More than three decades later, there was no way I could remember speaking to a young man, but he remembered me. A few weeks before I received his e-mail, I had posted my name on the Argentine Mission Web page, where Brother Dias had found it.
In his e-mail he explained that he took the pamphlet home and showed it to his mother, who encouraged him to learn more about Joseph Smith. By the time he tried to find the missionaries a few months later, I had been transferred to a new area.
Enrique received the discussions and was baptized and confirmed. I labored in Argentina for another 20 months but never heard anything about his baptism.
The brief conversation we had shared in the street that morning long ago had transformed his life and the lives of many others. Two years after his baptism he was called on a mission to northern Argentina. Afterward he married and continued faithful in the Church, serving in a variety of callings, including bishop, counselor to two stake presidents, and high councilor. He added that his oldest son had served a mission in La Paz, Bolivia.
Words cannot express the joy that came to my heart from reading that e-mail message. My mission was filled with many gratifying moments, but this long-delayed news from Enrique Jorge Dias made all of my memories of serving as a missionary even sweeter.
Loaves and Testimonies
One fast Sunday during Relief Society, a sister in our ward stood to bear her testimony. After stating that she had learned how much the Lord loves and cares about her, she shared the following experience.
She had been ill with pneumonia, and one morning she was having a particularly difficult time. Her appetite had diminished considerably, and the only thing she thought she could eat was some homemade bread. She was getting discouraged and had been praying for help to endure her trials.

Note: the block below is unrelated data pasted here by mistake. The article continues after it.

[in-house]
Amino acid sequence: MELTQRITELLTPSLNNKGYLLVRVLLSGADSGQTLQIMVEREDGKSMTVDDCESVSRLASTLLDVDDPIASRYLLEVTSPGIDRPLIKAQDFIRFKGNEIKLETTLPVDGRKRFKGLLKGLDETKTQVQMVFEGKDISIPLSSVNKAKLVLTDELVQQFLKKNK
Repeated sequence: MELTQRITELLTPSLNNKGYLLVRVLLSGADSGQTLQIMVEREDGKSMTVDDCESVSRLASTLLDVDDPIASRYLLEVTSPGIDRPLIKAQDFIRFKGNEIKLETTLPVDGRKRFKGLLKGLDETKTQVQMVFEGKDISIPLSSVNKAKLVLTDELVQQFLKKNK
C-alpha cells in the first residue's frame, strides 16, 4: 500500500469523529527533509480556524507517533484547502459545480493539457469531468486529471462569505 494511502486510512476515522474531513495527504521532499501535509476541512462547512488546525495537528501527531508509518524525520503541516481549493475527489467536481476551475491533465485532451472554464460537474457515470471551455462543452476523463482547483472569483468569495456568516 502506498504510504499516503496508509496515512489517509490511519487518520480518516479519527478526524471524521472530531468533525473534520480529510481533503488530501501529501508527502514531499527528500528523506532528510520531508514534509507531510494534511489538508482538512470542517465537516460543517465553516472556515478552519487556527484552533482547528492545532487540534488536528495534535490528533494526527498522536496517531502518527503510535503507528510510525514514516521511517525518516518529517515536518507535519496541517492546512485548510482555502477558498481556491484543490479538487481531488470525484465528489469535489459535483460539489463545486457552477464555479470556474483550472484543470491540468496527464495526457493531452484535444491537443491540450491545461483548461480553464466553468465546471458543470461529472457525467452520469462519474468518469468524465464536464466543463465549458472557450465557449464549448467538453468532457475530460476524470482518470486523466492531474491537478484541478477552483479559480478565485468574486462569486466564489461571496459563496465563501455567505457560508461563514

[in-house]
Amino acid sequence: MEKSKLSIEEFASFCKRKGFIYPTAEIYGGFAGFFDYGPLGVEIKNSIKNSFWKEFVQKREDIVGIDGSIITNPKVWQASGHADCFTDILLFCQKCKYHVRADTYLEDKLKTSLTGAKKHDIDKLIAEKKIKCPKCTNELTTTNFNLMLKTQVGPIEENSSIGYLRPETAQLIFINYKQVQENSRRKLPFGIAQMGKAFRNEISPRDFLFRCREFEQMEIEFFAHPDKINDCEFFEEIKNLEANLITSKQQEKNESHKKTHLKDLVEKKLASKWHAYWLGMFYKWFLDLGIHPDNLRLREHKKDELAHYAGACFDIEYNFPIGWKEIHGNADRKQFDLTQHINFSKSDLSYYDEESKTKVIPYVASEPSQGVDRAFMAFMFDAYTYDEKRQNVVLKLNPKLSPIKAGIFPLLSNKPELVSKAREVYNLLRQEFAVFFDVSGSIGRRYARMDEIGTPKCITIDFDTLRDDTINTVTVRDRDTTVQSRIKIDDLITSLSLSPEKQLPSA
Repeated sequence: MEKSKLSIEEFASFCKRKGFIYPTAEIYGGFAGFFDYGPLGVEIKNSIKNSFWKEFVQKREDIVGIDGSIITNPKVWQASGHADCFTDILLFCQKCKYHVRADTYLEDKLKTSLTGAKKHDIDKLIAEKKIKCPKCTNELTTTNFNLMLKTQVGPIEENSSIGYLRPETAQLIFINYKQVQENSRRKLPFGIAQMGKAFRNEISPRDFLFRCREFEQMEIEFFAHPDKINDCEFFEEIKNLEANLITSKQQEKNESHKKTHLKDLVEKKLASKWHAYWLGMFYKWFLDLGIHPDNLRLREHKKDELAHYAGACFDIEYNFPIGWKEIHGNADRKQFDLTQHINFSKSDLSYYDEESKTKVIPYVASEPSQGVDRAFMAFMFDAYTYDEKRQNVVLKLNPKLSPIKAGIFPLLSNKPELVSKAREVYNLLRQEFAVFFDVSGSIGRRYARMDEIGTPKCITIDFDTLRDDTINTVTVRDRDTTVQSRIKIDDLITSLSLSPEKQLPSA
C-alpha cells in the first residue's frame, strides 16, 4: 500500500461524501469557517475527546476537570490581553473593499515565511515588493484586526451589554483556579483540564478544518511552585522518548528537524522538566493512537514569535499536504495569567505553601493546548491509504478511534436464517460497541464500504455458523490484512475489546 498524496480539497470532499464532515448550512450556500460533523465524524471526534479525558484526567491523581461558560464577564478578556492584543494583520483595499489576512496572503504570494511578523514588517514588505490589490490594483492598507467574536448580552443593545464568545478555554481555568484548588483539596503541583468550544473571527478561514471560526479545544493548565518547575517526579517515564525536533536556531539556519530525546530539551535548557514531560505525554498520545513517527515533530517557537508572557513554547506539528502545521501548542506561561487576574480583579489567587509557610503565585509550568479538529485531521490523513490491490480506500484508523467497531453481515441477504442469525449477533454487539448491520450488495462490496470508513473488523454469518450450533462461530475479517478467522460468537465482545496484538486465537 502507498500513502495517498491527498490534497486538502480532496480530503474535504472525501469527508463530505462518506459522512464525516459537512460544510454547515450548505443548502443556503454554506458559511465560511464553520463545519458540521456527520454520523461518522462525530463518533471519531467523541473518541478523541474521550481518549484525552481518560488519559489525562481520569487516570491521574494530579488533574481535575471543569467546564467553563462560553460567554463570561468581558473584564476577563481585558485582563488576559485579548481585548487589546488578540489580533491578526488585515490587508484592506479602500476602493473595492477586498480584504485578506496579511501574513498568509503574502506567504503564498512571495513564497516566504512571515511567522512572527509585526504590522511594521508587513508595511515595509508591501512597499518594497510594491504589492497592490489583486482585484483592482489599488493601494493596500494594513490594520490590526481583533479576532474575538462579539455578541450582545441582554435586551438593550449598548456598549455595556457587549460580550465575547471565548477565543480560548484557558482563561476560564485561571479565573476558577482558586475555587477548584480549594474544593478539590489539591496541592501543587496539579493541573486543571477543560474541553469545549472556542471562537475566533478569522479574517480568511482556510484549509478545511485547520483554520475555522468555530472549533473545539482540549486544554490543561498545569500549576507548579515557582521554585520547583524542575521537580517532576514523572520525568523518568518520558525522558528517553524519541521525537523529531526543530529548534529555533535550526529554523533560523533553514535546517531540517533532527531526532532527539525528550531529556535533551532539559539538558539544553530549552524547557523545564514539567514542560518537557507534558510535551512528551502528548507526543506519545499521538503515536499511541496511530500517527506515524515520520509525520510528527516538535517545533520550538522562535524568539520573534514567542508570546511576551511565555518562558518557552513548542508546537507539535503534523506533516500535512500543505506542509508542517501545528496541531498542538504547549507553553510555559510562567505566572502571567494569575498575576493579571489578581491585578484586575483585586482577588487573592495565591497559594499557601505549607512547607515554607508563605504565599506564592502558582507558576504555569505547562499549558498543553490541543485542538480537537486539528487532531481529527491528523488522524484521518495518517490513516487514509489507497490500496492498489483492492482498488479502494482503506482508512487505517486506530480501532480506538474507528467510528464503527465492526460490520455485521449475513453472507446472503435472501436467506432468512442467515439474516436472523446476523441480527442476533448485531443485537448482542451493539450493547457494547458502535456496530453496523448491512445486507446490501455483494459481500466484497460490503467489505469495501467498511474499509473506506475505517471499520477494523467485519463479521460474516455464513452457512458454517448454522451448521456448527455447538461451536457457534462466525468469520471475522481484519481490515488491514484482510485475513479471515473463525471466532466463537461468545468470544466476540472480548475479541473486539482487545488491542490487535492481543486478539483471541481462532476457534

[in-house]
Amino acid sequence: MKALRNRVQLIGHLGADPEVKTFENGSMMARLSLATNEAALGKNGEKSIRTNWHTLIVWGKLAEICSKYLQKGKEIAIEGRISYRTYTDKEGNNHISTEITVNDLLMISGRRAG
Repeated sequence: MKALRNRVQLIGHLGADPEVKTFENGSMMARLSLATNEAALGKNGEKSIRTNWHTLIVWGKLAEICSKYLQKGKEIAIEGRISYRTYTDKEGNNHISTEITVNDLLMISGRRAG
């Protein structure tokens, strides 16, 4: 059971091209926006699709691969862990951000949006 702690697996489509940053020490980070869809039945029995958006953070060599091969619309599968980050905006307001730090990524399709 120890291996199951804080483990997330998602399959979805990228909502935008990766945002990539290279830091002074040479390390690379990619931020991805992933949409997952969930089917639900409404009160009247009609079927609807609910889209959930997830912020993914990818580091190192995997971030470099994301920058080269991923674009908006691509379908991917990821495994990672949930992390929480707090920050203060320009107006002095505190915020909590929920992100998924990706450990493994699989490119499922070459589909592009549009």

That very morning her visiting teacher came to the door with a loaf of homemade bread. The sister bore testimony of the love she had felt from Heavenly Father. He had heard her prayers and provided her with exactly what she needed.
As I listened, I realized that I was that visiting teacher. I thought back on that morning, trying to remember why I had decided to take bread over at that time. I hadn’t heard a voice or felt a burning in the bosom. I just woke up that day and felt like making bread.
As I was preparing the loaves, I thought of a sister in our ward who was ill. I had felt helpless throughout her illness because I didn’t know what I could do to relieve her suffering. The thought came to my mind that I should take her a loaf of bread. I tried to talk myself out of it because the loaves turned out somewhat misshapen. But when I tasted one, it seemed fine. “At least she will know that I was thinking about her,” I thought.